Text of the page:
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A look at why some older people are more compassionate than others

Although compassionate behavior is linked to better health and wellbeing in old age, little is known about why some older people are more compassionate than others.

Researchers at the University of California, San Diego, decided to investigate that issue. They surveyed a randomly chosen group of more than 1,000 older adults (aged 50 to 99) living in San Diego County.

They found that three factors were most predictive of an individual’s level of compassion: gender, a recent experience of personal loss (such as a death in the family) and high mental resiliency.

Compassion, by the way, is not the same as empathy. A compassionate person has empathy for the suffering of another and a desire to help ease that suffering.

Women first

Gender was identified in the study as the strongest compassion-associated factor, with women reporting higher levels of compassion than men. This finding isn’t all that surprising given that other studies have found that younger women also tend to be more compassionate than their male peers. Still, it hadn’t been clear that this characteristic persisted into old age.

“Viewing oneself as caring and nurturing is important to many women’s self-concept and fits societal norms; however, many older women have spent a lifetime caring for others and some may experience burnout, which could reduce their reported compassion levels,” explain the current study’s authors.

But that doesn’t appear to happen.

The strong gender difference revealed among the older women in the study suggests, say the researchers, “that the life experiences of women either bolster or maintain levels of compassion.”

‘Paying it forward’

Of course, many men are compassionate, too. Among both the older women and men in this study, the most compassionate individuals were those who had experienced a significant loss or hardship within the previous year, such as a serious illness, a death of a loved one, a job loss or a divorce.

This was somewhat surprising. “One could imagine that those who are currently experiencing stress, depression, and anxiety may be overwhelmed with these personal difficulties and unable to devote resources to caring about the well-being of others,” write the researchers.

But, again, that doesn’t appear to be the case.

“Our findings suggest that when a person has experienced significant life events over the past year … they are also likely to report a desire to provide support to others,” the researchers said. “The relationship we found with stressful life events may be driven by heightened awareness for the potential for suffering in others or could be a reaction to the compassion in others (or lack thereof) that the older adult received following these life events. Those who received adequate help might be motivated to ‘pay it forward’ and/or might feel more equipped to give effective assistance after seeing what did or did not help them cope with their own negative events.”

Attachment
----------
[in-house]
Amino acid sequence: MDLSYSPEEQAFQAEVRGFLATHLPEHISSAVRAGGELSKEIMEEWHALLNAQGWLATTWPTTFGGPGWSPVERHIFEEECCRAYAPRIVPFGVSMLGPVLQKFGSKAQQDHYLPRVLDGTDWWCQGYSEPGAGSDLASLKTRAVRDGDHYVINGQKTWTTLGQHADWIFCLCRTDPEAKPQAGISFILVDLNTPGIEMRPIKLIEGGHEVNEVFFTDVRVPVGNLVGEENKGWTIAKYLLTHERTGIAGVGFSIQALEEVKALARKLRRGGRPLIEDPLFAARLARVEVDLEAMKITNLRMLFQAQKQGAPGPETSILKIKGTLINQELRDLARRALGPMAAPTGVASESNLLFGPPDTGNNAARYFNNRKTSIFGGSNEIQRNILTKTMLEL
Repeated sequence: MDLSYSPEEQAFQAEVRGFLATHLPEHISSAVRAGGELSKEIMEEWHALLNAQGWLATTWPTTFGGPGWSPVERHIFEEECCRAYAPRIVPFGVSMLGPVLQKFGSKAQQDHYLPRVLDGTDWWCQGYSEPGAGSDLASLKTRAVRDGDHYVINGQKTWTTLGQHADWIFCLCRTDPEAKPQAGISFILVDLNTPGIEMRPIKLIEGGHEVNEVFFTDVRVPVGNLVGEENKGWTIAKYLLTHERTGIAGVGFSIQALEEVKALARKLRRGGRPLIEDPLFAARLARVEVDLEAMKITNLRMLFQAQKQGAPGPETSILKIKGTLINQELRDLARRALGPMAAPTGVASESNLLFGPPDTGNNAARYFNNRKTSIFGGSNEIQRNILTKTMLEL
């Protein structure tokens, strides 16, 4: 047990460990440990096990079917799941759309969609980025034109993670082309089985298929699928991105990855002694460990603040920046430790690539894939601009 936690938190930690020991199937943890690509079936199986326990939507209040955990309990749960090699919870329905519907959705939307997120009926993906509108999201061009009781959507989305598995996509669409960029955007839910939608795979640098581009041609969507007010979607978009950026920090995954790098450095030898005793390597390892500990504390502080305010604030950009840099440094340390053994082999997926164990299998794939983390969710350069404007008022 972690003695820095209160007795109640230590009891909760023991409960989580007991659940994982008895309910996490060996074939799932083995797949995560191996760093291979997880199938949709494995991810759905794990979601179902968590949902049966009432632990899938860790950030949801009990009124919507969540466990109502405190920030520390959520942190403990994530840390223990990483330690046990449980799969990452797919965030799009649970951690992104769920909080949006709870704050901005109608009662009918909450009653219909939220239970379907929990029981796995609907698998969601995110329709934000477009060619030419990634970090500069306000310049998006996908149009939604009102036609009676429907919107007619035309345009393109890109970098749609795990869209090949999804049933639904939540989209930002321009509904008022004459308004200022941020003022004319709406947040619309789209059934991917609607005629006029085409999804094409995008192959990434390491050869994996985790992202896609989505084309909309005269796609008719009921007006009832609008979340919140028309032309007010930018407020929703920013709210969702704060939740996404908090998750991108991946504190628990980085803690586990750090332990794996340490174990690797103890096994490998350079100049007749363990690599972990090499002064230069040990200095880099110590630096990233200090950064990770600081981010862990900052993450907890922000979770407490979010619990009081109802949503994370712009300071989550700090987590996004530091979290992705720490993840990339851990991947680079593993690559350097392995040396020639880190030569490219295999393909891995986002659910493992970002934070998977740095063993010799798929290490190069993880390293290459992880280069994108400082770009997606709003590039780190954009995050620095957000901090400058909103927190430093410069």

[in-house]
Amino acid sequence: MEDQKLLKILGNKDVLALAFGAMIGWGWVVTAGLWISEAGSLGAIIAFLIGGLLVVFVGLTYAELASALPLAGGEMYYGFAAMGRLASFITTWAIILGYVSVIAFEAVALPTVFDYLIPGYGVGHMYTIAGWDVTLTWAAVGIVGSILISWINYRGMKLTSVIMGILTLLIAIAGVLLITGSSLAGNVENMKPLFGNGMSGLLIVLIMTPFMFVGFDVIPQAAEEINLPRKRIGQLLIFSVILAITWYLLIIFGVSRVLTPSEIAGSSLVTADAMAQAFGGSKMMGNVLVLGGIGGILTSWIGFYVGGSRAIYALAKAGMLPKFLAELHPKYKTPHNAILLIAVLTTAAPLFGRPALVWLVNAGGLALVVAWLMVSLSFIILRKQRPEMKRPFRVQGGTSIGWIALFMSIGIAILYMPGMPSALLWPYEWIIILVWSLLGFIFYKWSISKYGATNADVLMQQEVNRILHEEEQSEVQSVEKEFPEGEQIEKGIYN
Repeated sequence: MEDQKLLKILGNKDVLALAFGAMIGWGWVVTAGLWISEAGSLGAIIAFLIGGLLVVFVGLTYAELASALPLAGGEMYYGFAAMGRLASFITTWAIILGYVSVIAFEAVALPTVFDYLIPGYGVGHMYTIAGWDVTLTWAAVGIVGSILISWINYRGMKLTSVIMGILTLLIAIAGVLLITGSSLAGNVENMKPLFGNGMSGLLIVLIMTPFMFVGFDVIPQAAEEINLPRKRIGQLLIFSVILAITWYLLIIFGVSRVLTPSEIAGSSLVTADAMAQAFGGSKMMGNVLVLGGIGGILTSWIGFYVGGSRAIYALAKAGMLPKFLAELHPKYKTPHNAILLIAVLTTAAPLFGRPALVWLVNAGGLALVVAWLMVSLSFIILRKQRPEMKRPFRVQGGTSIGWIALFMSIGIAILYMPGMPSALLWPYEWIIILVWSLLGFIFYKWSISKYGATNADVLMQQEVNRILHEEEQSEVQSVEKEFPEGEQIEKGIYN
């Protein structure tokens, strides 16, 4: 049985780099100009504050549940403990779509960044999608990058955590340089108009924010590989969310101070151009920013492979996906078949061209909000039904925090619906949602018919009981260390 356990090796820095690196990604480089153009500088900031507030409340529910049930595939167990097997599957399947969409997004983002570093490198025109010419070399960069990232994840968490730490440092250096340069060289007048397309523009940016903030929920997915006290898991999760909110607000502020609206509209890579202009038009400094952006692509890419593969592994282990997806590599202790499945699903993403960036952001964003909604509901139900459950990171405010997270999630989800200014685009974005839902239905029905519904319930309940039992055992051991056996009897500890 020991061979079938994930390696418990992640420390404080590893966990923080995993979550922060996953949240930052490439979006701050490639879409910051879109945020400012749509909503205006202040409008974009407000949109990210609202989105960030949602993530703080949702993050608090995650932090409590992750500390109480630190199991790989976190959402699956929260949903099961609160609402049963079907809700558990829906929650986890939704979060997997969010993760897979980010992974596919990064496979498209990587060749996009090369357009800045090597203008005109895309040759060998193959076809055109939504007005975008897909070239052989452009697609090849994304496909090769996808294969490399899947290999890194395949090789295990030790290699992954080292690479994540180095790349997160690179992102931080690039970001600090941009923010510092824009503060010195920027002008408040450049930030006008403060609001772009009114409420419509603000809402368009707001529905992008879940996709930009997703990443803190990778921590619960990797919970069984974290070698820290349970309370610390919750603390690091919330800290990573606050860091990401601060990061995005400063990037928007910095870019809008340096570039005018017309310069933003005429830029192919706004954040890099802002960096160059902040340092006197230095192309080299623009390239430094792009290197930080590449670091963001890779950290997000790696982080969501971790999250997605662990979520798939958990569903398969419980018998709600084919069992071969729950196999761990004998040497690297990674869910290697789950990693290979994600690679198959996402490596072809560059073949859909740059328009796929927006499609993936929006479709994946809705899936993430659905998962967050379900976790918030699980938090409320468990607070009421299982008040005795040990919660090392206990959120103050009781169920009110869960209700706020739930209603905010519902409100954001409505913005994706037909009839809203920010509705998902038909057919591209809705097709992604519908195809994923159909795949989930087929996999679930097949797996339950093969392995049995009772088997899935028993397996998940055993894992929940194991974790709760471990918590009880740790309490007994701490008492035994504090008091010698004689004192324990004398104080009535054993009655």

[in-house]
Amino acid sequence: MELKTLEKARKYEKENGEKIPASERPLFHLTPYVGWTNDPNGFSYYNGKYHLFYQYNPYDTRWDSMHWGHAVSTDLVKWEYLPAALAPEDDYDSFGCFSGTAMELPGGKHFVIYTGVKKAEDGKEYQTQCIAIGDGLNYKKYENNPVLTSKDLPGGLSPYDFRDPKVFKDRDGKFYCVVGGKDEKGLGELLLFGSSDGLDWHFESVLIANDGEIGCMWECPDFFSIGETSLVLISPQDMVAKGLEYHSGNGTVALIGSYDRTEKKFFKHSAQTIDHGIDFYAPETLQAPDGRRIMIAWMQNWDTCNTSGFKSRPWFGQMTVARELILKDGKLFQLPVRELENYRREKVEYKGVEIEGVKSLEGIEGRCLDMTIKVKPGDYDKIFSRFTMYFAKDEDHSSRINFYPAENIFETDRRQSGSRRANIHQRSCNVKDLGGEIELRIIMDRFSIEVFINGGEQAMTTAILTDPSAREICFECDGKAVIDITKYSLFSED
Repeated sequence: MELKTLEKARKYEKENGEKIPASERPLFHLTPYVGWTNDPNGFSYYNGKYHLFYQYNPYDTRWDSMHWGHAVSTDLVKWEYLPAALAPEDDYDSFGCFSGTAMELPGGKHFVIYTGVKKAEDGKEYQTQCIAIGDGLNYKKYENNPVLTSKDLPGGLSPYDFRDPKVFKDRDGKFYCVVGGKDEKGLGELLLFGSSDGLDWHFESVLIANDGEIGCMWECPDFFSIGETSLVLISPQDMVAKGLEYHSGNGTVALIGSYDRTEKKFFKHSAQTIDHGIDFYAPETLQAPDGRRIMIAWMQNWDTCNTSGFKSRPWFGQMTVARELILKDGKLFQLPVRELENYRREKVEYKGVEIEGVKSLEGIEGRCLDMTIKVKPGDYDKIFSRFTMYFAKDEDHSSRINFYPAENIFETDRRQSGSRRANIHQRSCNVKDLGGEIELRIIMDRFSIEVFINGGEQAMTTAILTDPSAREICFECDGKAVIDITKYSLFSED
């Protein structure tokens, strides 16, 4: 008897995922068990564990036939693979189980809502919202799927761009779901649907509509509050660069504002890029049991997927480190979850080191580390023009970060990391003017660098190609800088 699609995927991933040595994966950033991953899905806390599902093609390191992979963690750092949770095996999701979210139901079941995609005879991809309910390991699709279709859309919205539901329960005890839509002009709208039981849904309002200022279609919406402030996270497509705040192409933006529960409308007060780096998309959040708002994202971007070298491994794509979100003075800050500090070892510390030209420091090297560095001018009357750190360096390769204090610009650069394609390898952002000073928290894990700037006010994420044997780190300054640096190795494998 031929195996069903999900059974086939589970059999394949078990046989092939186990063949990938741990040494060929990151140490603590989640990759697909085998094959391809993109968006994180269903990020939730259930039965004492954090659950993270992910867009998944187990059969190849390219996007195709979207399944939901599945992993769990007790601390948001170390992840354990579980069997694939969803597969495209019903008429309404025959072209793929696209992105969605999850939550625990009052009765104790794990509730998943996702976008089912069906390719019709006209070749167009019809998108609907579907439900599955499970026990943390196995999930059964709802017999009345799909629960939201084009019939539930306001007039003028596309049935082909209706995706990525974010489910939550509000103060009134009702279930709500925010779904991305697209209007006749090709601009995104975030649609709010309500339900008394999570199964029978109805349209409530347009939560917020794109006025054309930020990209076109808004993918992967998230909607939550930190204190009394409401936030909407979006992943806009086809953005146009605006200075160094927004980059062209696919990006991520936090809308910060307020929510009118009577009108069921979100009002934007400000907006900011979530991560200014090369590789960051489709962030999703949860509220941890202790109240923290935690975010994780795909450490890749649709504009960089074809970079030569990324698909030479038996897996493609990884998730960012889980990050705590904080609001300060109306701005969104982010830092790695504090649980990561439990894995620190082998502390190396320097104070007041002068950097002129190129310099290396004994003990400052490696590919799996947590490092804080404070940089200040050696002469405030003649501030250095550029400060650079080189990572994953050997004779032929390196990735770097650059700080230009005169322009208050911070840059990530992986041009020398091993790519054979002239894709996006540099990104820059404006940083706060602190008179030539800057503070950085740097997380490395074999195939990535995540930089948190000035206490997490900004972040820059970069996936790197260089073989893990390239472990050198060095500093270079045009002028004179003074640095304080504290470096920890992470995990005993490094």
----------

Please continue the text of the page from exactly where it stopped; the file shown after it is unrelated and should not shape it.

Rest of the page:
An ability to ‘bounce back’

The third factor — mental resiliency — was also found among both genders to be strongly associated with a willingness to help others. Mental resiliency is defined in the study as an “ability to bounce back after experiencing significant life events and/or adversity.”

“It may be that people who are themselves adept at overcoming hardships report more willingness to assist others because they predict a tangible benefit from doing so on the basis of their own experience,” write the researchers.

The study found no association between people’s level of compassion and race/ethnicity, education or socio-economic status. The latter is particularly surprising given that so much other research has found that, at least among younger adults, people on the lower end of the socio-economic ladder exhibit greater compassion toward others. Indeed, the poorest fifth of U.S. households donate the largest percentage of their income to charity.

The authors of the current study speculate that the fact that this association did not appear in their study may be because the current income of older adults is not a “proxy for lifetime economic hardship.”

Learning resiliency

The finding of a connection between mental resiliency and compassion among older adults is important, say the study’s authors, because such resiliency can be cultivated through meditation, mindfulness and stress-reduction practices.

“We are interested in anything that can help people age more successfully,” said Lisa Eyler, a clinical psychologist and the study’s lead author, in a released statement. “We know that social connections are important to health and wellbeing, and we know that people who want to be kind to others garner greater social support. If we can foster compassion in people, we can improve their health and wellbeing, and maybe even longevity.”

This study has its limitations, of course. Most notably, it relied on the participants’ own reporting of their attitudes and behaviors. Future research, say the authors of this study, would benefit by also including assessments of the participants’ compassion by family members or close friends.

The study was published in the April issue of the International Journal of Geriatric Psychiatry.

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